Synopses & Reviews
This thought-provoking examination of crime and criminological theory takes a direct approach to a question that often confuses and frustrates students---why do people commit crimes? UNDERSTANDING CRIME begins with an overview of the key elements of the study of crime and criminology, including law, public policy, research literature, and the philosophical origins of crime theories. These theories, based in biology, psychology, and sociology, are then broken down to their basic elements and causal processes in order to be explored. The authors examine the practical implications and applications each theory has on the administration of justice. In conclusion, the text looks at the future of crime theory by speculating whether or not new research designs, theories, and paradigms are needed. With a new modular format, this text can be customized for any teaching or learning style.
Includes bibliographical references (p. 361-407) and index.
About the Author
L. Thomas Winfree, Jr., received his Ph.D. degree (sociology) from the University of Montana in 1976. Besides his current position as Professor of Criminal Justice at New Mexico State University, he has held academic appointments at the University of New Mexico, East Texas State University (now Texas A and M University, Commerce), and Louisiana State University. Winfree has authored or co-authored over 70 refereed journal articles, 20-plus book chapters, and numerous reports. He is co-author, with Howard Abadinsky, of UNDERSTANDING CRIME, Second Edition (Wadsworth, 2003). Included among Winfree's research interests are youth gangs, police socialization, and contemporary justice system responses to drug and alcohol problems.Howard Abadinsky, a Professor in Criminal Justice and Legal Studies at St. John's University, is a widely respected author and researcher in the criminal justice field. Prior to his academic career, Dr. Abadinsky served as an inspector for the Cook County Sheriff's Office for eight years and as a New York State parole officer for 15 years. He is the author of several books, including ORGANIZED CRIME, 8e. Dr. Abadinsky received his master's degree from the Fordham University School of Social Service and a Ph.D. in sociology from New York University.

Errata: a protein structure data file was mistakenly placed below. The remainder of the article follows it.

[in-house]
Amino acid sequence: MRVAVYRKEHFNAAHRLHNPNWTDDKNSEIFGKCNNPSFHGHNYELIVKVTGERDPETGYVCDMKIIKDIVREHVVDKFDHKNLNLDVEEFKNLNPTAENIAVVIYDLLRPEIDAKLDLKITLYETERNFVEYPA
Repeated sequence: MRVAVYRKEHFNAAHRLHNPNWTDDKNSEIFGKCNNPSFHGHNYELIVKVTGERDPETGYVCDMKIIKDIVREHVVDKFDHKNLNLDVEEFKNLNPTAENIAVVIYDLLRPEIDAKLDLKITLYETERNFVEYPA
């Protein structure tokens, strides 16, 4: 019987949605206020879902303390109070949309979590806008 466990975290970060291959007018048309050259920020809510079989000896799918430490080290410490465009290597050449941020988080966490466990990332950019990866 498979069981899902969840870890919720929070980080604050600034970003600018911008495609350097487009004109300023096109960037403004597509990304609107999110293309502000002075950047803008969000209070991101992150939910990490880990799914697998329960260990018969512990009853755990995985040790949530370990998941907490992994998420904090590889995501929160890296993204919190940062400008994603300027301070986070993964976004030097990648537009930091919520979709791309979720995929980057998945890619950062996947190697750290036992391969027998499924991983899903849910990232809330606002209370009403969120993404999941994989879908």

Table of Contents
1. THEORY AND THE STUDY OF CRIME. Structure of Theory. Human Nature, Government and Public Policy. The Nature of Laws and Crimes. Origins of Crime Theories. Understanding Crime. 2. DETERRENCE AND OPPORTUNITY THEORIES. Formal Deterrence. Rational Choice Theory. Routine Activities and Opportunity Theory. Informal Deterrence and Related Processes. 3. BIOLOGICAL AND BIOCHEMICAL THEORIES. Origins of Biological Explanations. Genetics and Crimes. Biochemistry and Crime. 4. THEORIES OF PSYCHOLOGICAL ABNORMALITIES. Psychoanalytic Theories. Deviant Personalities and Psychopathologies. 5. PSYCHOLOGICAL LEARNING AND DEVELOPMENTAL THEORIES. Intelligence and Crime. Behaviorism and Learning Theories. Developmental Theories. 6. SOCIAL ORGANIZATIONAL THEORIES. Crime and Social Ecology. Crime and Social Structure. Crime and Subcultures. 7. SOCIAL PROCESS THEORIES. Learning Theories. Social Control Theories. Self-Control Theory. 8. LABELING AND CONFLICT THEORIES. Labeling Theory. Conflict and Crime. 9. MARXIST AND FEMINIST THEORIES. Marxism and Crime. Feminist Criminology. 10. NEW DEVELOPMENTS IN THEORY. Question #1: Research Designs. Question #2: Theories. Question #3: New Paradigms.